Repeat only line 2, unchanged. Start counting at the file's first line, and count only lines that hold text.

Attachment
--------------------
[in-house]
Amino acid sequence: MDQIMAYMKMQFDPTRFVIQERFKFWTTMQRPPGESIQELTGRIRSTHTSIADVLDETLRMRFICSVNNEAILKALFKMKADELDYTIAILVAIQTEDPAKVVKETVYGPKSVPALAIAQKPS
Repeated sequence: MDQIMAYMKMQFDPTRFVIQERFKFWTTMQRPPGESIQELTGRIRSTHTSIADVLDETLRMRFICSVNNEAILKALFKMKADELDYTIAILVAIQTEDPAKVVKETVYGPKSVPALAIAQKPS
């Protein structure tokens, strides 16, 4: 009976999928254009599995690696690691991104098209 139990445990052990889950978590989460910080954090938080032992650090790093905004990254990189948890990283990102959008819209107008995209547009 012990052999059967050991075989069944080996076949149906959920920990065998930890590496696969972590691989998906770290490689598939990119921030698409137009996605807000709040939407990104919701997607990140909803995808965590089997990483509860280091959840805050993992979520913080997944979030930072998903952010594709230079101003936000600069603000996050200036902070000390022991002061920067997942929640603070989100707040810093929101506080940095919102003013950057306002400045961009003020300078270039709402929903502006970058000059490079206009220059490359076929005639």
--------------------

Amino acid sequence: MDQIMAYMKMQFDPTRFVIQERFKFWTTMQRPPGESIQELTGRIRSTHTSIADVLDETLRMRFICSVNNEAILKALFKMKADELDYTIAILVAIQTEDPAKVVKETVYGPKSVPALAIAQKPS